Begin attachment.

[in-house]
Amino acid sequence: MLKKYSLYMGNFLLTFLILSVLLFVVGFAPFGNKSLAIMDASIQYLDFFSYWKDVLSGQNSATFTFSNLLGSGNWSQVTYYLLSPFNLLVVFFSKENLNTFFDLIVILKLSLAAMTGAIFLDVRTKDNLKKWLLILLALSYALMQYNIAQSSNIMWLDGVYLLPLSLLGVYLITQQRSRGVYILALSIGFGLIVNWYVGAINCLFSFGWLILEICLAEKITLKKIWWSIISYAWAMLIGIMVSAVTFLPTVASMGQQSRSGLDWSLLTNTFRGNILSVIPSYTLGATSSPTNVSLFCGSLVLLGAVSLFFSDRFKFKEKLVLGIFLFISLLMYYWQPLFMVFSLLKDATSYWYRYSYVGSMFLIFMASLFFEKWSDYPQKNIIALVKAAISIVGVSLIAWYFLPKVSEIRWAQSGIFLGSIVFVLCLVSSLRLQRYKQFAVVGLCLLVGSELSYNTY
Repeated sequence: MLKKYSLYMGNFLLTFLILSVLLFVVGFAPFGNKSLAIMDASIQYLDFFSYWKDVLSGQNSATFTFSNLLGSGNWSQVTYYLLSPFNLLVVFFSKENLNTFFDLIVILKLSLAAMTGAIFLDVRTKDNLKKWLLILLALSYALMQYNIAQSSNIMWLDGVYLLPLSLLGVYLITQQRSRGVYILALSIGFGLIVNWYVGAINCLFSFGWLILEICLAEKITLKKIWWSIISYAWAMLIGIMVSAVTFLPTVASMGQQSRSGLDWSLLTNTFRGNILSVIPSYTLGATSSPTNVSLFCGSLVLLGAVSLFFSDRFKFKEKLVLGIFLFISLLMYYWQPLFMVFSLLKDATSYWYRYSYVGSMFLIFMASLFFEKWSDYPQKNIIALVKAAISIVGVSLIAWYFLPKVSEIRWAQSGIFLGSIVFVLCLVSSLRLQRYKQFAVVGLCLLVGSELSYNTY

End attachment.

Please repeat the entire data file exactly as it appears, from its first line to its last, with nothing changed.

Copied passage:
[in-house]
Amino acid sequence: MLKKYSLYMGNFLLTFLILSVLLFVVGFAPFGNKSLAIMDASIQYLDFFSYWKDVLSGQNSATFTFSNLLGSGNWSQVTYYLLSPFNLLVVFFSKENLNTFFDLIVILKLSLAAMTGAIFLDVRTKDNLKKWLLILLALSYALMQYNIAQSSNIMWLDGVYLLPLSLLGVYLITQQRSRGVYILALSIGFGLIVNWYVGAINCLFSFGWLILEICLAEKITLKKIWWSIISYAWAMLIGIMVSAVTFLPTVASMGQQSRSGLDWSLLTNTFRGNILSVIPSYTLGATSSPTNVSLFCGSLVLLGAVSLFFSDRFKFKEKLVLGIFLFISLLMYYWQPLFMVFSLLKDATSYWYRYSYVGSMFLIFMASLFFEKWSDYPQKNIIALVKAAISIVGVSLIAWYFLPKVSEIRWAQSGIFLGSIVFVLCLVSSLRLQRYKQFAVVGLCLLVGSELSYNTY
Repeated sequence: MLKKYSLYMGNFLLTFLILSVLLFVVGFAPFGNKSLAIMDASIQYLDFFSYWKDVLSGQNSATFTFSNLLGSGNWSQVTYYLLSPFNLLVVFFSKENLNTFFDLIVILKLSLAAMTGAIFLDVRTKDNLKKWLLILLALSYALMQYNIAQSSNIMWLDGVYLLPLSLLGVYLITQQRSRGVYILALSIGFGLIVNWYVGAINCLFSFGWLILEICLAEKITLKKIWWSIISYAWAMLIGIMVSAVTFLPTVASMGQQSRSGLDWSLLTNTFRGNILSVIPSYTLGATSSPTNVSLFCGSLVLLGAVSLFFSDRFKFKEKLVLGIFLFISLLMYYWQPLFMVFSLLKDATSYWYRYSYVGSMFLIFMASLFFEKWSDYPQKNIIALVKAAISIVGVSLIAWYFLPKVSEIRWAQSGIFLGSIVFVLCLVSSLRLQRYKQFAVVGLCLLVGSELSYNTY